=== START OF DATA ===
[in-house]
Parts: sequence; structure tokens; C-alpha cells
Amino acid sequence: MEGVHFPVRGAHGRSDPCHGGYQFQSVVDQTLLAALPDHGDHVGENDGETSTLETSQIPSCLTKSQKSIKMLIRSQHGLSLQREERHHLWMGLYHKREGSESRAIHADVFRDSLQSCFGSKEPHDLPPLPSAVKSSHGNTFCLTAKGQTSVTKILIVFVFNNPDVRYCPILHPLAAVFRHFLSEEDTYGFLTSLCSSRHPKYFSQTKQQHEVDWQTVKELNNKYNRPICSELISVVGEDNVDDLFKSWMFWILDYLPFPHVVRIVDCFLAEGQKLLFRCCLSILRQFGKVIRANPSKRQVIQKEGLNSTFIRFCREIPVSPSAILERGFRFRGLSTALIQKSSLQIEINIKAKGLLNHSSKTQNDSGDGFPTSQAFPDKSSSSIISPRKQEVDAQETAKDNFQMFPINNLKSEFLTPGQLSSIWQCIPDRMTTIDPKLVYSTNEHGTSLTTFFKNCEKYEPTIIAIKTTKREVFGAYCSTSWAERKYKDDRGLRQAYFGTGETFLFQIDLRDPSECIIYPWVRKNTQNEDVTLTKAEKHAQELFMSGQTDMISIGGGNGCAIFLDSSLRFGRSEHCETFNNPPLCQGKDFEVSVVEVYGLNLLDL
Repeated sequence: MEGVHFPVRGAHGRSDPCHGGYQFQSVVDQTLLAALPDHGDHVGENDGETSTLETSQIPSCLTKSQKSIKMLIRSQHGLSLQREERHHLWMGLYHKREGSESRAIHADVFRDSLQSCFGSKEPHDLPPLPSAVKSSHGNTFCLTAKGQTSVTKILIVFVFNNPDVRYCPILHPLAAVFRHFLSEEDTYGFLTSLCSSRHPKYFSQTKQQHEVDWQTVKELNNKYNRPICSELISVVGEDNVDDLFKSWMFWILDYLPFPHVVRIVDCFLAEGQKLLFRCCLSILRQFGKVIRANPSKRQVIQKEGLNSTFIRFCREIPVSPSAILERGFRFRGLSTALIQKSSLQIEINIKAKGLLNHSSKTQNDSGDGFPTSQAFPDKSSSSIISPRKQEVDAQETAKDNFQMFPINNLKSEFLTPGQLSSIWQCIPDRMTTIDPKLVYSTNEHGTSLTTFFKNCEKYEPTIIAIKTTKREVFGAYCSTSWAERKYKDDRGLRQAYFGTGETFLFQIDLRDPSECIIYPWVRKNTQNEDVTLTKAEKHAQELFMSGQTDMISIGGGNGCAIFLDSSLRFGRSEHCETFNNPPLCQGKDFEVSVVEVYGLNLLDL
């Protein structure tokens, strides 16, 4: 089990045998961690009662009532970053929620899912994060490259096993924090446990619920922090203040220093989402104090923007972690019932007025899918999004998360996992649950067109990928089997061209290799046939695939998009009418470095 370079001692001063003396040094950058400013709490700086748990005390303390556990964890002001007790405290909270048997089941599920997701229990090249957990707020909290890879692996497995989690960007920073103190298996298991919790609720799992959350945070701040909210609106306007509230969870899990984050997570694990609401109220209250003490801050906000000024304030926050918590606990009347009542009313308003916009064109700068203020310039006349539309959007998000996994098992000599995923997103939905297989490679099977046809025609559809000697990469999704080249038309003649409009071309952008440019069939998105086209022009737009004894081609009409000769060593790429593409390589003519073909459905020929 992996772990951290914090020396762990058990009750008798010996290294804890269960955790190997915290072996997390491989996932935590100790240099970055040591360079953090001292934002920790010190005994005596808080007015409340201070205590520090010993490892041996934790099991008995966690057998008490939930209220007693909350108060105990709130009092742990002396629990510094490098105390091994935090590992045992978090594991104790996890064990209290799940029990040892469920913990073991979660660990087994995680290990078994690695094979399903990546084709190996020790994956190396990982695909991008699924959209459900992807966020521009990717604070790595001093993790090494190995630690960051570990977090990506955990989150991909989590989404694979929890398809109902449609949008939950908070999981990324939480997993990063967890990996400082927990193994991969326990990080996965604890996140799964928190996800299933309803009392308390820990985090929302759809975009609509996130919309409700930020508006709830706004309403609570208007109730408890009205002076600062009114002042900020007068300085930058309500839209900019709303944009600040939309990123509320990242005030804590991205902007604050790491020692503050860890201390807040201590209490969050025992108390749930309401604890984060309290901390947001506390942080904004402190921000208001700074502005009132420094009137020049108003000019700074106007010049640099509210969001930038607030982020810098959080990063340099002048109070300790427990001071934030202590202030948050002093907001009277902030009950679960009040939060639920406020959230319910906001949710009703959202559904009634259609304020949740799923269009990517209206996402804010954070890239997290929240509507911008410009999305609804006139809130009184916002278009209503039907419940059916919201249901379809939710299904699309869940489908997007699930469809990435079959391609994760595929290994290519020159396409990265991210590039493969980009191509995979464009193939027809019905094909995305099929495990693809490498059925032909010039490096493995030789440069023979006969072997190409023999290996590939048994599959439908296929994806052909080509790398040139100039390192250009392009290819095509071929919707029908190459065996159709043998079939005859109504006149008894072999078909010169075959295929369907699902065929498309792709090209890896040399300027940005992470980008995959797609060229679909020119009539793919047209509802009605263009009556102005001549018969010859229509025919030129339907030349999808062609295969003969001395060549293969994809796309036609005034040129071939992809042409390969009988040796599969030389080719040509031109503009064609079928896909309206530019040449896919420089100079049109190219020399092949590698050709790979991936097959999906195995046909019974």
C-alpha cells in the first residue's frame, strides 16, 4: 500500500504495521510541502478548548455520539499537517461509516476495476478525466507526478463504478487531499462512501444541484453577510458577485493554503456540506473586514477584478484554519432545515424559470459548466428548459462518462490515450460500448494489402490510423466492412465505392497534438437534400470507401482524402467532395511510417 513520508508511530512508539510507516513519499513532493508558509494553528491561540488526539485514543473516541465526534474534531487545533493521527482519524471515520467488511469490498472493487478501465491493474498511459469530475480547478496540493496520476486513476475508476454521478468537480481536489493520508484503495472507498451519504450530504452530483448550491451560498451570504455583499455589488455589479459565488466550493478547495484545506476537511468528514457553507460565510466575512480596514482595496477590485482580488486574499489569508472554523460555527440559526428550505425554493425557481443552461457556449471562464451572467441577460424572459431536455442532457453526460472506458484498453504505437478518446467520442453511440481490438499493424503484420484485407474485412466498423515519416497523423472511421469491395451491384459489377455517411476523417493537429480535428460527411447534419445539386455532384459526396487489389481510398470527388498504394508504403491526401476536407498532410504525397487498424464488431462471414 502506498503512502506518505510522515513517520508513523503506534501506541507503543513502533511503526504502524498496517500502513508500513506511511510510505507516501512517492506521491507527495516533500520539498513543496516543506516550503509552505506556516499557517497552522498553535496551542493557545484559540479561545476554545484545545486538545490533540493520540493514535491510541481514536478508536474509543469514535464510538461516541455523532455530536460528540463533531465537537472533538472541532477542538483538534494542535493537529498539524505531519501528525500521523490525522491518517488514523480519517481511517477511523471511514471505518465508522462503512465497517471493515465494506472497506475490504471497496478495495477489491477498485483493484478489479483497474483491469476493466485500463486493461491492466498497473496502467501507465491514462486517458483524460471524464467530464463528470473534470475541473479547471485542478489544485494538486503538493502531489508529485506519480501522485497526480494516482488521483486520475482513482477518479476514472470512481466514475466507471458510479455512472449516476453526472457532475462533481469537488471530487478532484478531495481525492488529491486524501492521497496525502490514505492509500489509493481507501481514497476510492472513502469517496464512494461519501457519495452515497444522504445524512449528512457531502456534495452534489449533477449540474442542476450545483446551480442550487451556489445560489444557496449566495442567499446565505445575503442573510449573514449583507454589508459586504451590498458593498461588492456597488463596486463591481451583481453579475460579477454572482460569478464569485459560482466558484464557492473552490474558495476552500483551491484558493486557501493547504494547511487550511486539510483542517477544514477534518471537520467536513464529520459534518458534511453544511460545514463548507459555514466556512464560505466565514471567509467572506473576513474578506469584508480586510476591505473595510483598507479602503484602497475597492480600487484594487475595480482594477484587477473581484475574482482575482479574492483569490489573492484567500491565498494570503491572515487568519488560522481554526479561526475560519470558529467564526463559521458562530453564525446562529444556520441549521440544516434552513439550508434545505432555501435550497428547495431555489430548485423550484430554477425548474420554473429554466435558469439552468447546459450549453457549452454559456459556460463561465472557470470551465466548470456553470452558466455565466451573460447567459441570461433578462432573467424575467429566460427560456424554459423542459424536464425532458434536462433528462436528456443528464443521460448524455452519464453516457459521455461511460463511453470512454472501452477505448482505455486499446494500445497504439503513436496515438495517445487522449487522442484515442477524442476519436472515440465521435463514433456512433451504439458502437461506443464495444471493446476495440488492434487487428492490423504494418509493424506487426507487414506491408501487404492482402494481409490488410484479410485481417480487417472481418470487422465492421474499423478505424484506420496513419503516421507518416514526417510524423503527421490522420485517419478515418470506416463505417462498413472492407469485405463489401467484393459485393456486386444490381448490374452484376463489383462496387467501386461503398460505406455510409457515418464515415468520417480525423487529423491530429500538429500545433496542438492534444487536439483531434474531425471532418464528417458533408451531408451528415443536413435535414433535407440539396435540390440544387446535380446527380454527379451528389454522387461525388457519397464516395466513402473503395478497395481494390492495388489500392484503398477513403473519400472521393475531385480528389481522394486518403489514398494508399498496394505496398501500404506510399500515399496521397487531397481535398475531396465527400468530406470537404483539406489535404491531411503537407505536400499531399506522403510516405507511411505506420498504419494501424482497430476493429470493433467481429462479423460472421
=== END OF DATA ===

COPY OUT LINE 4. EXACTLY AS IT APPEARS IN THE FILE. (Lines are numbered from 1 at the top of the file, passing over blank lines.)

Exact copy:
Repeated sequence: MEGVHFPVRGAHGRSDPCHGGYQFQSVVDQTLLAALPDHGDHVGENDGETSTLETSQIPSCLTKSQKSIKMLIRSQHGLSLQREERHHLWMGLYHKREGSESRAIHADVFRDSLQSCFGSKEPHDLPPLPSAVKSSHGNTFCLTAKGQTSVTKILIVFVFNNPDVRYCPILHPLAAVFRHFLSEEDTYGFLTSLCSSRHPKYFSQTKQQHEVDWQTVKELNNKYNRPICSELISVVGEDNVDDLFKSWMFWILDYLPFPHVVRIVDCFLAEGQKLLFRCCLSILRQFGKVIRANPSKRQVIQKEGLNSTFIRFCREIPVSPSAILERGFRFRGLSTALIQKSSLQIEINIKAKGLLNHSSKTQNDSGDGFPTSQAFPDKSSSSIISPRKQEVDAQETAKDNFQMFPINNLKSEFLTPGQLSSIWQCIPDRMTTIDPKLVYSTNEHGTSLTTFFKNCEKYEPTIIAIKTTKREVFGAYCSTSWAERKYKDDRGLRQAYFGTGETFLFQIDLRDPSECIIYPWVRKNTQNEDVTLTKAEKHAQELFMSGQTDMISIGGGNGCAIFLDSSLRFGRSEHCETFNNPPLCQGKDFEVSVVEVYGLNLLDL